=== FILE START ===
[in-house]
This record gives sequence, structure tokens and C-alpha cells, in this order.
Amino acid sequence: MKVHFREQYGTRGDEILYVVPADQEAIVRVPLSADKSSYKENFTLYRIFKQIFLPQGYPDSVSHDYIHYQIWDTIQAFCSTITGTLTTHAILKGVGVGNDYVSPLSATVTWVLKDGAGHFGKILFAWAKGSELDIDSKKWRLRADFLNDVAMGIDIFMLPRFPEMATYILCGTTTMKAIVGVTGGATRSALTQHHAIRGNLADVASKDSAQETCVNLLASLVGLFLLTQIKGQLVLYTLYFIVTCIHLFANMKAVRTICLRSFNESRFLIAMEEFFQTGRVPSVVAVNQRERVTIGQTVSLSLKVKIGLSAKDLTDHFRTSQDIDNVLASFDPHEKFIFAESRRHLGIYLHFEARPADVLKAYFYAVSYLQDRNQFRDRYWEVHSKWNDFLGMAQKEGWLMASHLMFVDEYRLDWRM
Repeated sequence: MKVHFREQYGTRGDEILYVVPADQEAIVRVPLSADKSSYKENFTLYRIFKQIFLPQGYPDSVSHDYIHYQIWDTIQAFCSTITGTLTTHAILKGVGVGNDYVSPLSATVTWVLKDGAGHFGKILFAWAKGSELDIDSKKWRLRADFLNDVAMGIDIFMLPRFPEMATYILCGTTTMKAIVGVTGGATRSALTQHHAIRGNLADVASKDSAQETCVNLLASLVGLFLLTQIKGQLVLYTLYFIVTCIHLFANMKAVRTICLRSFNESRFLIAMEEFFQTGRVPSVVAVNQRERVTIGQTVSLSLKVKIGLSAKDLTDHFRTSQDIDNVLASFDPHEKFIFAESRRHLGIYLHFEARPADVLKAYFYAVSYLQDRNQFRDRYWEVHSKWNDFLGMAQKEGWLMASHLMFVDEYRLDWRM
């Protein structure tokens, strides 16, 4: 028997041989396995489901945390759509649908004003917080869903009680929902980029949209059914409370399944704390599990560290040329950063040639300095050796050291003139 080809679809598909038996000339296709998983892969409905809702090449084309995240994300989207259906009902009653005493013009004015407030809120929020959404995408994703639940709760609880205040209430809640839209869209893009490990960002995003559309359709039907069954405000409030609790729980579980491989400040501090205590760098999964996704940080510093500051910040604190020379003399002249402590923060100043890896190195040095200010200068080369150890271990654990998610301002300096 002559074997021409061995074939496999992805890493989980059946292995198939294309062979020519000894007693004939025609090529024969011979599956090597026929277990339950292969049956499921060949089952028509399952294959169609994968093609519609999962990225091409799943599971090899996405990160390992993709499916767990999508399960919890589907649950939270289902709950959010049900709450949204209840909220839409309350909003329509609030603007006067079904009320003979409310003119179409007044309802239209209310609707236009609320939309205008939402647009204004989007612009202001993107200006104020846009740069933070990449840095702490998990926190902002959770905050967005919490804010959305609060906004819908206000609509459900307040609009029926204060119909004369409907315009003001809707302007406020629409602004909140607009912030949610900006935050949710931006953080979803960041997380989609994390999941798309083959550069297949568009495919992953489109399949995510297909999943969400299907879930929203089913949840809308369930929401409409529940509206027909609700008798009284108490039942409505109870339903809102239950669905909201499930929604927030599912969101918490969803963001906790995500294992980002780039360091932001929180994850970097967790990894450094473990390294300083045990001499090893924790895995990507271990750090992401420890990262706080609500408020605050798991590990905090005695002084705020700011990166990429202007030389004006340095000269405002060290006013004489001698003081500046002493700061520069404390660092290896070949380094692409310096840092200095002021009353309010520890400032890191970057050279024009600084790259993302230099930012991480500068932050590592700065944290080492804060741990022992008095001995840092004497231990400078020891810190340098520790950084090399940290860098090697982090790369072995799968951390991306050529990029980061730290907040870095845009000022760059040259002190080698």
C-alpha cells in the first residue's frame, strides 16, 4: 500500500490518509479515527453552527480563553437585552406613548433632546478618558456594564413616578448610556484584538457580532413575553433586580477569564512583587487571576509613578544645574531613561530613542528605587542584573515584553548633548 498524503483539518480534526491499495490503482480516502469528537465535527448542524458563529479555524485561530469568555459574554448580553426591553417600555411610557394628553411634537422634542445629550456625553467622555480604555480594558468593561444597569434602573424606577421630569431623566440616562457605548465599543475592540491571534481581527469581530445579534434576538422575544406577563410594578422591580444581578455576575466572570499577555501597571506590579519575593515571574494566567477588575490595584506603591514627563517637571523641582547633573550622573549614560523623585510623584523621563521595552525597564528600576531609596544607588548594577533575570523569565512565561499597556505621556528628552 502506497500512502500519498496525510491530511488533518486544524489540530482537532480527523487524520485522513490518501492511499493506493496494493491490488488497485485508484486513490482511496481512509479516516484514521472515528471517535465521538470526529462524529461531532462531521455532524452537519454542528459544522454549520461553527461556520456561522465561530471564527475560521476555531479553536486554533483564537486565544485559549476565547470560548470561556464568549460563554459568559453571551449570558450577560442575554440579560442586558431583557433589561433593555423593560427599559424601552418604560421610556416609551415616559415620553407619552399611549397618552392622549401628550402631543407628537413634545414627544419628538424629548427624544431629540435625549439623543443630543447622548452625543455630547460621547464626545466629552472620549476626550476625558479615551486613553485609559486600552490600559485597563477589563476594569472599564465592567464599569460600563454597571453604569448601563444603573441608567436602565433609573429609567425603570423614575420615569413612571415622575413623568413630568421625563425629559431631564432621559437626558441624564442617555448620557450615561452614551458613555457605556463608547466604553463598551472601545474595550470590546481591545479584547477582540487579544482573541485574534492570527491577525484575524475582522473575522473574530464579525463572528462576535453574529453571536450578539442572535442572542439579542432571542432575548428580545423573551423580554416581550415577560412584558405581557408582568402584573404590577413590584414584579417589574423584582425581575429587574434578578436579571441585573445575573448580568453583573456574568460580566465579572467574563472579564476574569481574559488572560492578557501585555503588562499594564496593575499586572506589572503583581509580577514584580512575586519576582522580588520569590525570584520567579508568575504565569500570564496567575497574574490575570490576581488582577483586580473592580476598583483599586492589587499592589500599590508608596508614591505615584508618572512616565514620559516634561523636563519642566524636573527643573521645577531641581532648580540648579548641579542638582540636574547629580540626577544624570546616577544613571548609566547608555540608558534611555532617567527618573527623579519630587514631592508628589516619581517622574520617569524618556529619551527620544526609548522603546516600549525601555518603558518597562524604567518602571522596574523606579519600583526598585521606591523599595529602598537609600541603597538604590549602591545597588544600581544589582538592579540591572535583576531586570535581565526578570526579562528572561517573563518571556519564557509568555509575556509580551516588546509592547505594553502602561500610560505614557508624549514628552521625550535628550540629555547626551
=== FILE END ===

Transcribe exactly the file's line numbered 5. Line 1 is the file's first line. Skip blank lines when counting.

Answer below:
């Protein structure tokens, strides 16, 4: 028997041989396995489901945390759509649908004003917080869903009680929902980029949209059914409370399944704390599990560290040329950063040639300095050796050291003139 080809679809598909038996000339296709998983892969409905809702090449084309995240994300989207259906009902009653005493013009004015407030809120929020959404995408994703639940709760609880205040209430809640839209869209893009490990960002995003559309359709039907069954405000409030609790729980579980491989400040501090205590760098999964996704940080510093500051910040604190020379003399002249402590923060100043890896190195040095200010200068080369150890271990654990998610301002300096 002559074997021409061995074939496999992805890493989980059946292995198939294309062979020519000894007693004939025609090529024969011979599956090597026929277990339950292969049956499921060949089952028509399952294959169609994968093609519609999962990225091409799943599971090899996405990160390992993709499916767990999508399960919890589907649950939270289902709950959010049900709450949204209840909220839409309350909003329509609030603007006067079904009320003979409310003119179409007044309802239209209310609707236009609320939309205008939402647009204004989007612009202001993107200006104020846009740069933070990449840095702490998990926190902002959770905050967005919490804010959305609060906004819908206000609509459900307040609009029926204060119909004369409907315009003001809707302007406020629409602004909140607009912030949610900006935050949710931006953080979803960041997380989609994390999941798309083959550069297949568009495919992953489109399949995510297909999943969400299907879930929203089913949840809308369930929401409409529940509206027909609700008798009284108490039942409505109870339903809102239950669905909201499930929604927030599912969101918490969803963001906790995500294992980002780039360091932001929180994850970097967790990894450094473990390294300083045990001499090893924790895995990507271990750090992401420890990262706080609500408020605050798991590990905090005695002084705020700011990166990429202007030389004006340095000269405002060290006013004489001698003081500046002493700061520069404390660092290896070949380094692409310096840092200095002021009353309010520890400032890191970057050279024009600084790259993302230099930012991480500068932050590592700065944290080492804060741990022992008095001995840092004497231990400078020891810190340098520790950084090399940290860098090697982090790369072995799968951390991306050529990029980061730290907040870095845009000022760059040259002190080698």